You’re almost ready to go. The last thing you will want to test out is your 4x4 settings. Head over to somewhere with low traction. We recommend a gravel road or grass. Throw your vehicle into 4x4-low to see if the system engages and provides you with the traction you need.
This list may seem extensive, but trust us, you need your vehicle to be in peak condition before you put it to the test out there on the trails.
You can’t avoid major breakdowns, but you can easily prevent simple ones from happening with routine checkups and maintenance.
The Post 4x4 Inspection
Upon returning, you’re going to need to check several things.
Can you recall any times where you hit a ditch hard, knocked against a boulder, or any other situations where you may have damaged your vehicle? If so, start by checking those potential problem areas. Take note of these problem areas and make arrangements to have them fixed.
I’m willing to bet that your vehicle is filthy. After all, it’s not off-roading if you don’t come back with a little mud and dust.
It’s going to be a lot easier for you to see spot new damage if you can actually see the damage.
The main reason why you need to check your tires is to see if you have any punctures. The day you get home, check your tire pressure and repeat this step the next day. If you spot a noticeable difference in your tire pressure, you may have a leak.
There’s a good chance that your differential and transmission took a beating during your trip. Look for any damage and leaks. Be prepared to change your transmission fluid if you were in deep water. If the fluid is milky-white, it has likely been contaminated and will need to be changed.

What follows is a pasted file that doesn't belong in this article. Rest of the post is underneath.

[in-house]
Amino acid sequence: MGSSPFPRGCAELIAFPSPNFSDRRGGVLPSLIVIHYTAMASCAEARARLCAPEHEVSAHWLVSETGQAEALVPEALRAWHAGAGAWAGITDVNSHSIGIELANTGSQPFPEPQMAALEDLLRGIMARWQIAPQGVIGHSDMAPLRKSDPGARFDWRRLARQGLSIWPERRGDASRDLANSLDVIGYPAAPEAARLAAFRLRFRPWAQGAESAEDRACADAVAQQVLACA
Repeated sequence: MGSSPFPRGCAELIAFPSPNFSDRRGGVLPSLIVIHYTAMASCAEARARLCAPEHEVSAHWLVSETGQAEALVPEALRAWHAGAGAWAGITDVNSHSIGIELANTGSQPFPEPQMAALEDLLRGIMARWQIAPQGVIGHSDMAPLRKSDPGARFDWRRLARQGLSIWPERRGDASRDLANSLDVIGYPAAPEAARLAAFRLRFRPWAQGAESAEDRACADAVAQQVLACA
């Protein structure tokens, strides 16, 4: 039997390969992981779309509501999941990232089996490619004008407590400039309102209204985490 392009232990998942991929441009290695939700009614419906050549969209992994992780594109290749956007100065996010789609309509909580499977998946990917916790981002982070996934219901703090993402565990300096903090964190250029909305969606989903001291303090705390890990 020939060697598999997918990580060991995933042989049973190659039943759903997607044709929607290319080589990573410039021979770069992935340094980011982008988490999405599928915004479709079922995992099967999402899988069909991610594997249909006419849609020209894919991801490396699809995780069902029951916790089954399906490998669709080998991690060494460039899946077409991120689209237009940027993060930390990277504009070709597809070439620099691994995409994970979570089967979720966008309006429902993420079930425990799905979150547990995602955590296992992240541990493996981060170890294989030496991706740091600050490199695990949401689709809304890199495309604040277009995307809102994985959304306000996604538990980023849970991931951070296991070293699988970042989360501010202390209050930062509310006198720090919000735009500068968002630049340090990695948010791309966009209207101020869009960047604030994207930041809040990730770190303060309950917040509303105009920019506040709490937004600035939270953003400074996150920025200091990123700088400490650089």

Take a look at your shocks as well. You’ll want to see if they have any dents or leaks.
We never said you wouldn’t have to check many of the same things again. The main thing you are looking for when it comes to your brakes is any noticeable damage.
If you were off-roading in mud or sand, scan your brake drums and make sure they aren’t full of it.
Slide under your vehicle and take a look at your track bar, control arms, springs, bump stops, and general steering column. While underneath, you should check for any major signs of damage, dents, and looseness.
If you drove through fairly rough conditions, you may need to grease the joints and bearings of your vehicle.
Walk around your vehicle and check its frame for any noticeable cracks, dents, and ensure that any weld lines and high stress areas are still intact.
It wouldn’t be 4x4ing if you didn’t put your engine to the test. Show your vehicle some love by inspecting its engine. You’ll want to look for any leaks, check any hoses, clamps, and determine if anything is worn out.
Just like before you set out, you’ll want to check your fluids and make sure nothing is low or leaking. Because you filled all your fluids before you left, it’ll be easy for you to determine if anything is damaged or leaking.
The last thing we recommend you do is to check your winch again. If you tested it before you left and never used it, chances are that it will still work. Still, we recommend that you do a quick test.
If you’re planning to ship your vehicle overseas, or to any of the trails we recommend throughout the United States, you’ll want to follow the general steps we outlined earlier in the article.
The most popular form of shipping your vehicle is the roll-on, roll-off method. However, in order to prepare your vehicle for shipping, you’ll need to follow a few basic steps and it will need to be in working order.
Rinse and Repeat for Your Next Trip
And there you have it. You’ve just completed a thorough pre- and post-4x4 inspection. There are a lot of things you have to check if you want to keep your 4x4 vehicle in good shape. You may skip many of the steps we’ve recommended, but we wanted to provide a thorough guide to teach new and experienced off-roaders the type of things they should look out for.
No matter what you decide, always prioritize safety and keep blazing those trails.